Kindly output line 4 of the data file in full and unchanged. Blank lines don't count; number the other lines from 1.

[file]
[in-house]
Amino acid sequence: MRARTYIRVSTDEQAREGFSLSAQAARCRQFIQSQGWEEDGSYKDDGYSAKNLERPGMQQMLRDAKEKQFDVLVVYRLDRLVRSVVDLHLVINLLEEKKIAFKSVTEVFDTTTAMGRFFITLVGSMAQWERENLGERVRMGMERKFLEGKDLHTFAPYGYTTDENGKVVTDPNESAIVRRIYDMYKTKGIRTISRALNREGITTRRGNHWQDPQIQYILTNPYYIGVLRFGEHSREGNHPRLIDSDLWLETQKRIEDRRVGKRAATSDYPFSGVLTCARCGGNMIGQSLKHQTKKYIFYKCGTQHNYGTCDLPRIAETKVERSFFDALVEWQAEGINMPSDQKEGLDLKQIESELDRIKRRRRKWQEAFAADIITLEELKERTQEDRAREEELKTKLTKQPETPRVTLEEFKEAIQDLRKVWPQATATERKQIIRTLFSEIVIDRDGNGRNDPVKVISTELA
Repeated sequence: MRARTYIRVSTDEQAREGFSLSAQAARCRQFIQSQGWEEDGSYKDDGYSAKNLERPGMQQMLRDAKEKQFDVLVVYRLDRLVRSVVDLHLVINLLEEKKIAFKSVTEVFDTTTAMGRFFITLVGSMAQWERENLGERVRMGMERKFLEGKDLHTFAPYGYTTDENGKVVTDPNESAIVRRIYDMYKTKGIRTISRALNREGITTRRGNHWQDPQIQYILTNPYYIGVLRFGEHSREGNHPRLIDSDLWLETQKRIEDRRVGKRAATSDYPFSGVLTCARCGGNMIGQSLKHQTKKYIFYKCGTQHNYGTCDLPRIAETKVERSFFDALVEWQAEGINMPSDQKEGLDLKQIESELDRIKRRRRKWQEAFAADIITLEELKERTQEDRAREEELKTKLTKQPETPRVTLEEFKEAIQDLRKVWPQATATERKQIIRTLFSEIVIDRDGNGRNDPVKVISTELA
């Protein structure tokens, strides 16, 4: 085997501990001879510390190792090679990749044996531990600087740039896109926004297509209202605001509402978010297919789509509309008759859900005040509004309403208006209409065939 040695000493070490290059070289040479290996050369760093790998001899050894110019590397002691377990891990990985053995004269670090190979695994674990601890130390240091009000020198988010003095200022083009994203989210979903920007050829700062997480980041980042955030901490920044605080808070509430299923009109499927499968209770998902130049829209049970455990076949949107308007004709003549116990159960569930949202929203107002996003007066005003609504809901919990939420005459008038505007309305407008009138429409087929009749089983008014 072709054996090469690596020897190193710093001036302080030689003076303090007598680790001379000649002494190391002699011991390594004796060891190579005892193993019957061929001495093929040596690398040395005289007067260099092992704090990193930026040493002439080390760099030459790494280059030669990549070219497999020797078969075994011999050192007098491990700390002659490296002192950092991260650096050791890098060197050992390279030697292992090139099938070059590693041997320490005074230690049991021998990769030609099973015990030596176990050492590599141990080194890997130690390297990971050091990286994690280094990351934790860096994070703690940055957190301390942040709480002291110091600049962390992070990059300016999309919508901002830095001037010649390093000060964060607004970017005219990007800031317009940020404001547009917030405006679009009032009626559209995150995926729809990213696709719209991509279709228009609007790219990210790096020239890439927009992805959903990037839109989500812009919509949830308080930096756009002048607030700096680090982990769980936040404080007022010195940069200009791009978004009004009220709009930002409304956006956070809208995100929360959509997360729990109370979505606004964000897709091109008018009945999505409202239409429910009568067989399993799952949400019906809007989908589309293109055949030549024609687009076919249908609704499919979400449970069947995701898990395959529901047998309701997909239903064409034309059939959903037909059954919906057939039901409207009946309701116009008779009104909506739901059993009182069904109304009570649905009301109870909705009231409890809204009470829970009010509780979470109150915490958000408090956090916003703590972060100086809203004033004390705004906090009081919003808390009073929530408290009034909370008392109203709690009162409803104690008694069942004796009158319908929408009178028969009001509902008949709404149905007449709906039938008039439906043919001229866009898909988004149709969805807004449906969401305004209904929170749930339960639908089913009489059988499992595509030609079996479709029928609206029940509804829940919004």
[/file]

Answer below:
């Protein structure tokens, strides 16, 4: 085997501990001879510390190792090679990749044996531990600087740039896109926004297509209202605001509402978010297919789509509309008759859900005040509004309403208006209409065939 040695000493070490290059070289040479290996050369760093790998001899050894110019590397002691377990891990990985053995004269670090190979695994674990601890130390240091009000020198988010003095200022083009994203989210979903920007050829700062997480980041980042955030901490920044605080808070509430299923009109499927499968209770998902130049829209049970455990076949949107308007004709003549116990159960569930949202929203107002996003007066005003609504809901919990939420005459008038505007309305407008009138429409087929009749089983008014 072709054996090469690596020897190193710093001036302080030689003076303090007598680790001379000649002494190391002699011991390594004796060891190579005892193993019957061929001495093929040596690398040395005289007067260099092992704090990193930026040493002439080390760099030459790494280059030669990549070219497999020797078969075994011999050192007098491990700390002659490296002192950092991260650096050791890098060197050992390279030697292992090139099938070059590693041997320490005074230690049991021998990769030609099973015990030596176990050492590599141990080194890997130690390297990971050091990286994690280094990351934790860096994070703690940055957190301390942040709480002291110091600049962390992070990059300016999309919508901002830095001037010649390093000060964060607004970017005219990007800031317009940020404001547009917030405006679009009032009626559209995150995926729809990213696709719209991509279709228009609007790219990210790096020239890439927009992805959903990037839109989500812009919509949830308080930096756009002048607030700096680090982990769980936040404080007022010195940069200009791009978004009004009220709009930002409304956006956070809208995100929360959509997360729990109370979505606004964000897709091109008018009945999505409202239409429910009568067989399993799952949400019906809007989908589309293109055949030549024609687009076919249908609704499919979400449970069947995701898990395959529901047998309701997909239903064409034309059939959903037909059954919906057939039901409207009946309701116009008779009104909506739901059993009182069904109304009570649905009301109870909705009231409890809204009470829970009010509780979470109150915490958000408090956090916003703590972060100086809203004033004390705004906090009081919003808390009073929530408290009034909370008392109203709690009162409803104690008694069942004796009158319908929408009178028969009001509902008949709404149905007449709906039938008039439906043919001229866009898909988004149709969805807004449906969401305004209904929170749930339960639908089913009489059988499992595509030609079996479709029928609206029940509804829940919004």